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Group gets funding to restore historic opera house

MADDOCK, N.D. (AP) – Those working to restore a historic opera house in Maddock say it could be returned to its former glory by next fall.

Members of the Maddock Opera House Association obtained a 30-year rural development loan from the U.S. Department of Agriculture to restore the upper floor of the theater. The Minot Daily News reports the organization can get up to $226,900.

Board member Lee Hagen says the organization has also received about $125,000 in grant funding.

The loans and grants will fund restoration of the upper floor of the historic opera house, including work on its mechanical and electrical systems.

The main floor of the building has already been renovated and houses a bar and restaurant, coffeehouse and the city library.

Burn permits open within the Black Hills Fire Protection District

RAPID CITY — Burn permits are now being issued for the Black Hills Forest Fire Protection District for the winter burning season.

Permits are valid from the day the permit is obtained until March 31, 2015, and are free of charge. Once issued, burn permits are only valid during conditions of continuous snow cover, which is defined as a minimum two inches of snow and when winds are less than 15 mph.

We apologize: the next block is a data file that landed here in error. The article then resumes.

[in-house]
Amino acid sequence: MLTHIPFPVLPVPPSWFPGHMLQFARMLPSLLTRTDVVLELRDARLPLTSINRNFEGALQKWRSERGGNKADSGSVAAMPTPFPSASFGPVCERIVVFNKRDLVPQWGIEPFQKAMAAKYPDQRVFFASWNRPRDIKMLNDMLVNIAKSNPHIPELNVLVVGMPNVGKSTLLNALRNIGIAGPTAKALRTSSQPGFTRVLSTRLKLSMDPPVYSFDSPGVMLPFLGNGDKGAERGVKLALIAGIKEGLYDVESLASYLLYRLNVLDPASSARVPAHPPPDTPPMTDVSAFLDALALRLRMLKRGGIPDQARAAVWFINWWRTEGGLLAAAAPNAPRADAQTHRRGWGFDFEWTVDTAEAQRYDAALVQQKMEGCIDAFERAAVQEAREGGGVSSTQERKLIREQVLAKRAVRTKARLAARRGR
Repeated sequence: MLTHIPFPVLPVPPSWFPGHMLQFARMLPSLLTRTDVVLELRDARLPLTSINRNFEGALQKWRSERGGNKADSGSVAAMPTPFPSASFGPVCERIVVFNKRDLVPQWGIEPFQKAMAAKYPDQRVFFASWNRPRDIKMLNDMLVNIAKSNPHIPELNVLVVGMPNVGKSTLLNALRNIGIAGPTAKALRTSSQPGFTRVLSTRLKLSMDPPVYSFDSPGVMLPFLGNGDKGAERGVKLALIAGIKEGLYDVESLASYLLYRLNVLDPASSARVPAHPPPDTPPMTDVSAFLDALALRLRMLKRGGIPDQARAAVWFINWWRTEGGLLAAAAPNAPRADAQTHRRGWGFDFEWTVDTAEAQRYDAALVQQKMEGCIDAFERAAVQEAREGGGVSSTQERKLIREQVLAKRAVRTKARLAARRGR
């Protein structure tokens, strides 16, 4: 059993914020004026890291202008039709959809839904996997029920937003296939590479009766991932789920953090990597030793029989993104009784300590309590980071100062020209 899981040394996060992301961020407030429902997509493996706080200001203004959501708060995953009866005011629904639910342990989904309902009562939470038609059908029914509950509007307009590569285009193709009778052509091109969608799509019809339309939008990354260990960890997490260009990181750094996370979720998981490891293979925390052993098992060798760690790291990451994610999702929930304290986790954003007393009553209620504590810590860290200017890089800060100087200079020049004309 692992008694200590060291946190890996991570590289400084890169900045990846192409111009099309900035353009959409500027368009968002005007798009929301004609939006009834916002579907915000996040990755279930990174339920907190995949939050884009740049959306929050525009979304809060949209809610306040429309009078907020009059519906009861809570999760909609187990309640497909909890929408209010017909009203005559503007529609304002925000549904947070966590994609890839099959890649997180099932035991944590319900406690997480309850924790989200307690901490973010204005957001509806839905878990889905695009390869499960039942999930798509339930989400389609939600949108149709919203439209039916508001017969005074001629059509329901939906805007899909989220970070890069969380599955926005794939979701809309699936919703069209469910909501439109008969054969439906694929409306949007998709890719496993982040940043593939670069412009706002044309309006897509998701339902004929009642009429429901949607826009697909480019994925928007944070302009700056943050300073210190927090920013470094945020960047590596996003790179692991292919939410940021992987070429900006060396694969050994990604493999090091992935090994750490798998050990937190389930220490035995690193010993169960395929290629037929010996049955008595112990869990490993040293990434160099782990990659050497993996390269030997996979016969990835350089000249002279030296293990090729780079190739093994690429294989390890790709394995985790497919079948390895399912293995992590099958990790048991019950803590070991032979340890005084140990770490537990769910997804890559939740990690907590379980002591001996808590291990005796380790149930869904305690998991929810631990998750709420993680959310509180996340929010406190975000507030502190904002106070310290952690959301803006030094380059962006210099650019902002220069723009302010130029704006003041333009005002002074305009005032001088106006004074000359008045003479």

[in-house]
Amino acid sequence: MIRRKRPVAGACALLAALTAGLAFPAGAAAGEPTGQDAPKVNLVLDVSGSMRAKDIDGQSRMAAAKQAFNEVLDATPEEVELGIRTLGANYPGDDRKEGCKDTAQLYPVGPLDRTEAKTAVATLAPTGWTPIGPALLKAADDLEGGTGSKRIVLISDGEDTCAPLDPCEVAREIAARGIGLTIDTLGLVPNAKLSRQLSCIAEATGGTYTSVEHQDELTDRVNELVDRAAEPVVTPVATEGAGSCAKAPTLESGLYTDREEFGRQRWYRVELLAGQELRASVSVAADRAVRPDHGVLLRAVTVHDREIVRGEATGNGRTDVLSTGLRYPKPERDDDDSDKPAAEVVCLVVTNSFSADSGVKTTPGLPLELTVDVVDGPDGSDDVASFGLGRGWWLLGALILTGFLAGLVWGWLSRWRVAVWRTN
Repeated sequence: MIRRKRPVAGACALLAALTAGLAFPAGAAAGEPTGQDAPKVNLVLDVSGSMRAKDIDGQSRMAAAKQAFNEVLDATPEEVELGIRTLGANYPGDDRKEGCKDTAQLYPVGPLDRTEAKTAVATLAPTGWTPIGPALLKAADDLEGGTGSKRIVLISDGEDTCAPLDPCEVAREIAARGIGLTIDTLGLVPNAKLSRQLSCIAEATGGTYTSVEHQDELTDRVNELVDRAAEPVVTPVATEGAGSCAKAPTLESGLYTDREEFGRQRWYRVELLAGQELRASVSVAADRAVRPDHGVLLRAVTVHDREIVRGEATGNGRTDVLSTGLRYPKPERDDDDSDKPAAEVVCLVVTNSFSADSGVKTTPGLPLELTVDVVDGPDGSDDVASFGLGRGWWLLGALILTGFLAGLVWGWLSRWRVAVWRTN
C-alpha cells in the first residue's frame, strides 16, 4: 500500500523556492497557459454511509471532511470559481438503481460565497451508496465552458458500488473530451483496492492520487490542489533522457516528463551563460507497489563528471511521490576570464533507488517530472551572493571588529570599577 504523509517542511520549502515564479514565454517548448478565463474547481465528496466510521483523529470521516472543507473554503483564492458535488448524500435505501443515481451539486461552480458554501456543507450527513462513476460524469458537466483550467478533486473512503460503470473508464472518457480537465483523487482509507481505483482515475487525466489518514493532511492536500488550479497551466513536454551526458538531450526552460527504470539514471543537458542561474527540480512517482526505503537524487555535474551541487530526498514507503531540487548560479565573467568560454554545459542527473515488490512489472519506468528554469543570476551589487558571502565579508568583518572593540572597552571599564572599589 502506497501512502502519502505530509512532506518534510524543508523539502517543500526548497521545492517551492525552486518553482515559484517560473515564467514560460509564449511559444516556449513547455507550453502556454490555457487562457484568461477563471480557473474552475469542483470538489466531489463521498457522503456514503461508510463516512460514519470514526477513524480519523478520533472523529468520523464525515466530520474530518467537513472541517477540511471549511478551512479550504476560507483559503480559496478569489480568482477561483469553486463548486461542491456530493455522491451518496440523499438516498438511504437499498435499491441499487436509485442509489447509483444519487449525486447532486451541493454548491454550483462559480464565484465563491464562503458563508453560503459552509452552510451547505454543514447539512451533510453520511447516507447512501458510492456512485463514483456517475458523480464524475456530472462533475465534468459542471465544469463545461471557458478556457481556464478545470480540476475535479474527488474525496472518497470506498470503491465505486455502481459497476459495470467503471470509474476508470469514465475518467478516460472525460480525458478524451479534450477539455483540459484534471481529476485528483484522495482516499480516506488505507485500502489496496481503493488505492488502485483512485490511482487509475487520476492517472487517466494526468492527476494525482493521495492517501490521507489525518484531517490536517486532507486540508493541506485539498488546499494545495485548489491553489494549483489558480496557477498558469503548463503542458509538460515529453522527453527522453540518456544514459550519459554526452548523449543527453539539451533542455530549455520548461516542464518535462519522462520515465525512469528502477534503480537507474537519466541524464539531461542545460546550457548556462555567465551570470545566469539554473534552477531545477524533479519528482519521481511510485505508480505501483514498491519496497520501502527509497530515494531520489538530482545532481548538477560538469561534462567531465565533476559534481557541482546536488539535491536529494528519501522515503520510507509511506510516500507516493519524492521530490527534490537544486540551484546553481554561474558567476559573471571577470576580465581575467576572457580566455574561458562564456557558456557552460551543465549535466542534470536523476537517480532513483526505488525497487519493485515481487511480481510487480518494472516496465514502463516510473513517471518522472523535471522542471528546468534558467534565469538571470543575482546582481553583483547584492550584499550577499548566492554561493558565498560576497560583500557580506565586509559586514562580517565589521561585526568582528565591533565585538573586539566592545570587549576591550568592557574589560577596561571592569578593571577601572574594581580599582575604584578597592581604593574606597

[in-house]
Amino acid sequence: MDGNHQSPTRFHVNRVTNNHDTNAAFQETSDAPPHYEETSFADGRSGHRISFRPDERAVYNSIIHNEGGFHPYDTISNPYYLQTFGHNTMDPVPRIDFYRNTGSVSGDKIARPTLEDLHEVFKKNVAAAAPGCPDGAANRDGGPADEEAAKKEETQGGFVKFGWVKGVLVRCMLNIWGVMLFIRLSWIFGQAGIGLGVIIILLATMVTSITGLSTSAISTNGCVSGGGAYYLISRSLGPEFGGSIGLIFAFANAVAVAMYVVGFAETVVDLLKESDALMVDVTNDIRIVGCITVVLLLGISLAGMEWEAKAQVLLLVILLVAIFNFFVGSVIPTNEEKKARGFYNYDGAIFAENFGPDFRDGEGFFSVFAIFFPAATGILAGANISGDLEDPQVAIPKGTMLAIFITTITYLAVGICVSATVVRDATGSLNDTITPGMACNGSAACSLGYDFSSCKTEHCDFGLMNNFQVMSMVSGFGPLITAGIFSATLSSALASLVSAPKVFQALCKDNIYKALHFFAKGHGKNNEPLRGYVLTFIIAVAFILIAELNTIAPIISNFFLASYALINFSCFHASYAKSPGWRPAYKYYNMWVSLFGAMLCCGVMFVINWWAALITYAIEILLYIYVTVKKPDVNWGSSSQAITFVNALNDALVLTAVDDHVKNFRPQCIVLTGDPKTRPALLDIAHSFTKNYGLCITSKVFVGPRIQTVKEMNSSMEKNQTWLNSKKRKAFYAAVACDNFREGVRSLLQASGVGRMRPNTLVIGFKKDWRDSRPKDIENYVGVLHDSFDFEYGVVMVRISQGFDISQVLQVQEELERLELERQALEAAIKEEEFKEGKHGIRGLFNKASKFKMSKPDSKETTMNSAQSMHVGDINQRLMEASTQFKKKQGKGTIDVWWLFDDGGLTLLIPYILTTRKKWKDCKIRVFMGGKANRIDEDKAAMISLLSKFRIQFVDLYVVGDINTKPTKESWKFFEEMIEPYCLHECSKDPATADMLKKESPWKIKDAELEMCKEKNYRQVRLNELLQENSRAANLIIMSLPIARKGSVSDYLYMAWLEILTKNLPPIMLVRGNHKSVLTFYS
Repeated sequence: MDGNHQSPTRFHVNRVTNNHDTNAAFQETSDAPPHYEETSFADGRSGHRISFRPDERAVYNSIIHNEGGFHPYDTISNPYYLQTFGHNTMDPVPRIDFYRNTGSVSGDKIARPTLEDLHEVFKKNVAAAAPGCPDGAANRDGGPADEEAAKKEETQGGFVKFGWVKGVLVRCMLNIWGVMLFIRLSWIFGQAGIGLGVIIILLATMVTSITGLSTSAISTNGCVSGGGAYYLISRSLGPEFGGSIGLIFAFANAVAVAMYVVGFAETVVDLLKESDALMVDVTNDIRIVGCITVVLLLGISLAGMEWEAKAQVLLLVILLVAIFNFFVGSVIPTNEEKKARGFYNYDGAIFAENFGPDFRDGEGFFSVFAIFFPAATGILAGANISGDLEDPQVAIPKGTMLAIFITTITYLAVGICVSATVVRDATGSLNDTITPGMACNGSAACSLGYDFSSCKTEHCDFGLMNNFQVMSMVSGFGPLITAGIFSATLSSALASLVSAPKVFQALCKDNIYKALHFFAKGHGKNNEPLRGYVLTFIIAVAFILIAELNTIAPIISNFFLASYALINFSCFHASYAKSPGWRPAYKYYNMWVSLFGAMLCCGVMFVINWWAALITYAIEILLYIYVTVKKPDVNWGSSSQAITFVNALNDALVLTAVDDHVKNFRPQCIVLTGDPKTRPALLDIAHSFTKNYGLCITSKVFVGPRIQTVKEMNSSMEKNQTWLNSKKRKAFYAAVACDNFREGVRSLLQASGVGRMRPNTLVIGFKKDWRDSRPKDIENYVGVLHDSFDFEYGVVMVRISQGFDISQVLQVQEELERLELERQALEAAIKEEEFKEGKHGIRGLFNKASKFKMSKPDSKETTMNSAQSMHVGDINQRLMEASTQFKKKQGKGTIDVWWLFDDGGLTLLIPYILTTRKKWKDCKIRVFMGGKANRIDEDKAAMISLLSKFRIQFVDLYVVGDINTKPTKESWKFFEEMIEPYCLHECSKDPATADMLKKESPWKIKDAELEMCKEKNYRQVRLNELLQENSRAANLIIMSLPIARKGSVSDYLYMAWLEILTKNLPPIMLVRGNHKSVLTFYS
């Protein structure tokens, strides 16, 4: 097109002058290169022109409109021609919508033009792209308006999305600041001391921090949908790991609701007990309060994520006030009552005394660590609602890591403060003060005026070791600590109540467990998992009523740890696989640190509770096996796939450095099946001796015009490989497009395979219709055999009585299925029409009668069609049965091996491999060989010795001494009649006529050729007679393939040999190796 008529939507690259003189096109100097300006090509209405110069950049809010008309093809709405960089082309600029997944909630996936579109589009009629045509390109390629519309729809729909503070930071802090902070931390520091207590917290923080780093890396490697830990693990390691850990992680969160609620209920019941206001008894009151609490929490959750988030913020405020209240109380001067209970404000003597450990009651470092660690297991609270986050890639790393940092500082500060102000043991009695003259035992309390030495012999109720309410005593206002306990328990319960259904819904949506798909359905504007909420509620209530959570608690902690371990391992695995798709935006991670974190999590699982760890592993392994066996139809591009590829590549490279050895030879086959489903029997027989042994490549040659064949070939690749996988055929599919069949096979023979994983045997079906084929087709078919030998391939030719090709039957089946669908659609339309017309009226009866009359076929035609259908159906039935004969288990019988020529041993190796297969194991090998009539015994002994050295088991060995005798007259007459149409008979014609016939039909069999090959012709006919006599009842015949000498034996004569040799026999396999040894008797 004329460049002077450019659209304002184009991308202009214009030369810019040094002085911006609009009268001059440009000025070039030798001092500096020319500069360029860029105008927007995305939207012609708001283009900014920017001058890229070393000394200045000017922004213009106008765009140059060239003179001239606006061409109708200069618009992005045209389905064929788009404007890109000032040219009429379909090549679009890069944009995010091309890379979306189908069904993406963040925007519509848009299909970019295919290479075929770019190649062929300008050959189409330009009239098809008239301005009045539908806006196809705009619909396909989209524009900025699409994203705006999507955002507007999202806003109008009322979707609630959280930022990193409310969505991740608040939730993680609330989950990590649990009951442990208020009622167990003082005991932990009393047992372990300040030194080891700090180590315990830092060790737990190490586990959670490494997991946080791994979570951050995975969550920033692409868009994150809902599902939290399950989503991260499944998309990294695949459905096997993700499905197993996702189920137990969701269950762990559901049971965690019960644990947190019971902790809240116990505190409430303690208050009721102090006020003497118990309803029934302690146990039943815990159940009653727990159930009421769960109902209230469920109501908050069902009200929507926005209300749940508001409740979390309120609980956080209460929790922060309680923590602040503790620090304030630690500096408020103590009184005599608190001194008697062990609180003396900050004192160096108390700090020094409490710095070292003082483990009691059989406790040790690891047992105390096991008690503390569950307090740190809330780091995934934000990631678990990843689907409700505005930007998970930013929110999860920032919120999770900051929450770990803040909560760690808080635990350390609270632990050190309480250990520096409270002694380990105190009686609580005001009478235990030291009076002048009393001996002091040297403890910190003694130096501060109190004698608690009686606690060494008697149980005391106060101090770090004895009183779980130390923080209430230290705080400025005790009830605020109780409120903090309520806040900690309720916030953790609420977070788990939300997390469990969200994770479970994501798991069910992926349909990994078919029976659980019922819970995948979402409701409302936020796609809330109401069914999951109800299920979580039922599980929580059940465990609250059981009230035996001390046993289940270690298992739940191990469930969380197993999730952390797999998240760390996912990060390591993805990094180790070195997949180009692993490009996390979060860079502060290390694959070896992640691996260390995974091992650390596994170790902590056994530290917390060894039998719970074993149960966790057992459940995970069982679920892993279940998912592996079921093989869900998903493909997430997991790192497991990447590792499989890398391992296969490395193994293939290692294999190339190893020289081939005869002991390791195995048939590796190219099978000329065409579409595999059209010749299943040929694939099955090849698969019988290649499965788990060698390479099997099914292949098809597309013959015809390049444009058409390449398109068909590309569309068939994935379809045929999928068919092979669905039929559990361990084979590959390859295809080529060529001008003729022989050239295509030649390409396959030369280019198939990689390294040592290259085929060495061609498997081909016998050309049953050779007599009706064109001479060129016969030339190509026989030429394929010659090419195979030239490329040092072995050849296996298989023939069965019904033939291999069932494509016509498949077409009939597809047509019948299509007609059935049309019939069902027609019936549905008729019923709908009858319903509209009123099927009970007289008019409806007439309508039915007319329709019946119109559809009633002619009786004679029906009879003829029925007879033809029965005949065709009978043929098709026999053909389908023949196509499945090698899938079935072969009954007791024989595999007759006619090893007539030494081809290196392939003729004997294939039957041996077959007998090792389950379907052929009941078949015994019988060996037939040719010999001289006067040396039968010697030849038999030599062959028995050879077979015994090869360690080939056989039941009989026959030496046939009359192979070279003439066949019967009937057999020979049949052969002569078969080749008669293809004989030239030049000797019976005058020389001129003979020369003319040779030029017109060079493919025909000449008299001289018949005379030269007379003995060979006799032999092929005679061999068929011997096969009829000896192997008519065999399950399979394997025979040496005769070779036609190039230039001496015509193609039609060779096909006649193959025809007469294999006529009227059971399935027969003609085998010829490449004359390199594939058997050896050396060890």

Residents in the Black Hills Forest Fire Protection District may apply for a burn permit online at They will need to know what county they will burn in and the name of the local fire department.

Individuals can still receive a permit by calling 800.275.4955 during regular business hours from 8 a.m. to 4:30 p.m. MT Monday – Friday. However, with Internet access, residents can get a permit anytime during the winter burning season, even during holidays, weekends and after hours.

For more information and frequently asked questions, please visit the South Dakota Wildland Fire website at

Turkey production down, wholesale prices up

KANSAS CITY, Mo. (AP) — U.S. farmers produced the lowest number of turkeys in nearly three decades this year and wholesale prices are at an all-time high, but Thanksgiving cooks aren’t likely to see a difference in what they pay for their frozen birds.

The federal National Agricultural Statistics Service says this year’s anticipated turkey stock is 235 million birds, the fewest since farmers raised 207 million birds in 1986.

Farmers say high corn prices after the 2012 drought forced them to scale back their turkey numbers to remain afloat, and that the impact of this year’s record corn harvest likely won’t be seen until next year.

The good news for consumers is that grocery stores typically take a loss on turkeys to woo shoppers, who will purchase other items for their holiday feasts there.